Google may be bending over backwards to eliminate piracy in its search results, but it's clearer than ever that the internet giant is fighting an uphill battle. TorrentFreak has sifted through Google's weekly data to discover that the company fielded over 345 million copyright takedown requests in 2014, or a rate of nearly one million per day. As you might have guessed, most of these calls for action come from movie and music studios trying to pull links to bootleg copies of their work. The British Phonographic Industry is by far the most aggressive copyright holder -- it asked Google to yank more than 60 million music-related links.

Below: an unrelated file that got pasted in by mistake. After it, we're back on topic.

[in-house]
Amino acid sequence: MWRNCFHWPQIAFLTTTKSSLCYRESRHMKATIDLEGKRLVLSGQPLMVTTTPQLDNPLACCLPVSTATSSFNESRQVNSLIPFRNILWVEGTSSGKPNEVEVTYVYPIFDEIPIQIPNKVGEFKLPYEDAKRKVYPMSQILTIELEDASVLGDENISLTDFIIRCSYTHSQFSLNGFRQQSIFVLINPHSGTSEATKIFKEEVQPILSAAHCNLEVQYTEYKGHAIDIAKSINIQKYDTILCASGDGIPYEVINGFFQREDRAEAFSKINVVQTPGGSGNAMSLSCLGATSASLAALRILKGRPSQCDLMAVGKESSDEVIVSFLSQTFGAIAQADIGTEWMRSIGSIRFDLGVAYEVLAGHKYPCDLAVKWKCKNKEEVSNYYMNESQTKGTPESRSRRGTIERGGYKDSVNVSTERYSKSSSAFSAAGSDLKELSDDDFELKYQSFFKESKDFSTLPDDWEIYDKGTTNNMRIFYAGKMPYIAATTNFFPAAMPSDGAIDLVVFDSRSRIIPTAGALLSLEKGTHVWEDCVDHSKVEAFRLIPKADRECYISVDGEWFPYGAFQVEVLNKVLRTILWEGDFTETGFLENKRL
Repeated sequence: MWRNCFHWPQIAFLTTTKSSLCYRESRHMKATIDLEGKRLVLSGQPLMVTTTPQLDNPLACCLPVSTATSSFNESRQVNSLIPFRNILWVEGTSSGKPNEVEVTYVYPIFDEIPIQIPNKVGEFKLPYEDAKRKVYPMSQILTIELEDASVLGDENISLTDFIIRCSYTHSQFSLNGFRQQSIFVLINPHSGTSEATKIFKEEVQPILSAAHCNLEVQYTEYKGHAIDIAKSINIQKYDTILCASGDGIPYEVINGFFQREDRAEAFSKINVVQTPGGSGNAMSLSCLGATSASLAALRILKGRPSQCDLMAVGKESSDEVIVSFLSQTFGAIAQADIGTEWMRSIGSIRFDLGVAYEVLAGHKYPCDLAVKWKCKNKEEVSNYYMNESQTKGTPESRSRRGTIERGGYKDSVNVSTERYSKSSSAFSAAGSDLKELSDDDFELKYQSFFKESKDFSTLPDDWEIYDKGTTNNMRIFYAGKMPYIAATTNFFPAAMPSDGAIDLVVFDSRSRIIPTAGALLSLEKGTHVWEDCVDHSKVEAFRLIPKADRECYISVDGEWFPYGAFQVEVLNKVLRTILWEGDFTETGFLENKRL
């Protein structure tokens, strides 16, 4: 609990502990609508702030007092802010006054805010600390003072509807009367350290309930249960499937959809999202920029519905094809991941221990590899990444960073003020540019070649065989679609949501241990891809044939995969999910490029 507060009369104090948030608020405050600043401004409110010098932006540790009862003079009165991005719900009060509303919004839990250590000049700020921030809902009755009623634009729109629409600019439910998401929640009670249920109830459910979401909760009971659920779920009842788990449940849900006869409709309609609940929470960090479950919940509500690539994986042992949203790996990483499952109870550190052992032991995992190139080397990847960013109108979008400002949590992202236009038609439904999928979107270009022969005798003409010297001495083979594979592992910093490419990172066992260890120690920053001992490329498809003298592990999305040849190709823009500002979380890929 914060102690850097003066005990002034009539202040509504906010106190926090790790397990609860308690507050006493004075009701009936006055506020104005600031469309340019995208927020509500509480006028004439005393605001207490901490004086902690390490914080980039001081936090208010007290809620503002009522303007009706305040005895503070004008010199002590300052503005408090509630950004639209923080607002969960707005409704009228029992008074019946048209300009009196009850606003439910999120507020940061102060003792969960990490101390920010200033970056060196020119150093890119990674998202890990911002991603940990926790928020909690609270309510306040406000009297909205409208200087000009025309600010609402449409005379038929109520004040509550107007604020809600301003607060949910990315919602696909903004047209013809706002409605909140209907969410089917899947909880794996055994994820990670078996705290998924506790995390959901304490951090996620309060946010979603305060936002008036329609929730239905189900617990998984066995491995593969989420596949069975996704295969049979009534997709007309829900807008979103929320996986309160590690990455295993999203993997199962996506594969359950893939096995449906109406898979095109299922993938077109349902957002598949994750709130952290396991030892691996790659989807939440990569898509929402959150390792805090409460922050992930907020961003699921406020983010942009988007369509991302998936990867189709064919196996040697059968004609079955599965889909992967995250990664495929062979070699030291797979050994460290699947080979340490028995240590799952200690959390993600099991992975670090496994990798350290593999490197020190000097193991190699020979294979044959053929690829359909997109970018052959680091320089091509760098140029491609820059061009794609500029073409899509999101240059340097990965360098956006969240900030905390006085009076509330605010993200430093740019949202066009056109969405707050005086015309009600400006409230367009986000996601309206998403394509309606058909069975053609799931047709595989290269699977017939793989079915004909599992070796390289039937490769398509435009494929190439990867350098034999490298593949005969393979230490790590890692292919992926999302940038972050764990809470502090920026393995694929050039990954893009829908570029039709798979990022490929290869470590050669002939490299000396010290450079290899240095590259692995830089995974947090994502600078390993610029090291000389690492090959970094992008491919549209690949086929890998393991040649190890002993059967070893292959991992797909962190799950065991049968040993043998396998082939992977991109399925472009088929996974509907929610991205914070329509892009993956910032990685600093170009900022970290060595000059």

The figures help explain why Google is playing hardball with content producers who want legislation punishing websites that link to pirates. Simply put, it's unlikely that you'll completely eliminate pirate links on search engines. Even with efforts to remove or downplay these results, the sheer volume of them suggests that at least some will slip through the cracks. For its part, Google argues that the best way to stamp out piracy is to make content more accessible. You'll theoretically be less tempted to steal that album or blockbuster flick when there aren't arbitrary release windows or regional restrictions getting in the way. That doesn't entirely hold water (we all know people who refuse to pay for anything), but it's clear that web-based piracy isn't going away any time soon.